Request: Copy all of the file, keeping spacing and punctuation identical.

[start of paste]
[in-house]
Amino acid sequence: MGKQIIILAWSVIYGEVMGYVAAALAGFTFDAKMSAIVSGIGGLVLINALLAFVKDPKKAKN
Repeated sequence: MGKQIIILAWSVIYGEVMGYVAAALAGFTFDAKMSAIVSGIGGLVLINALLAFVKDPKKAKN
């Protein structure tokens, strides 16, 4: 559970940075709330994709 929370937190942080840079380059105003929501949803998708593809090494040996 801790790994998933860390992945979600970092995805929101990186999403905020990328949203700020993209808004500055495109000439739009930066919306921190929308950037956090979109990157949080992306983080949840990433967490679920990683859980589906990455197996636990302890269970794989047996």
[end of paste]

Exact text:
[in-house]
Amino acid sequence: MGKQIIILAWSVIYGEVMGYVAAALAGFTFDAKMSAIVSGIGGLVLINALLAFVKDPKKAKN
Repeated sequence: MGKQIIILAWSVIYGEVMGYVAAALAGFTFDAKMSAIVSGIGGLVLINALLAFVKDPKKAKN
């Protein structure tokens, strides 16, 4: 559970940075709330994709 929370937190942080840079380059105003929501949803998708593809090494040996 801790790994998933860390992945979600970092995805929101990186999403905020990328949203700020993209808004500055495109000439739009930066919306921190929308950037956090979109990157949080992306983080949840990433967490679920990683859980589906990455197996636990302890269970794989047996």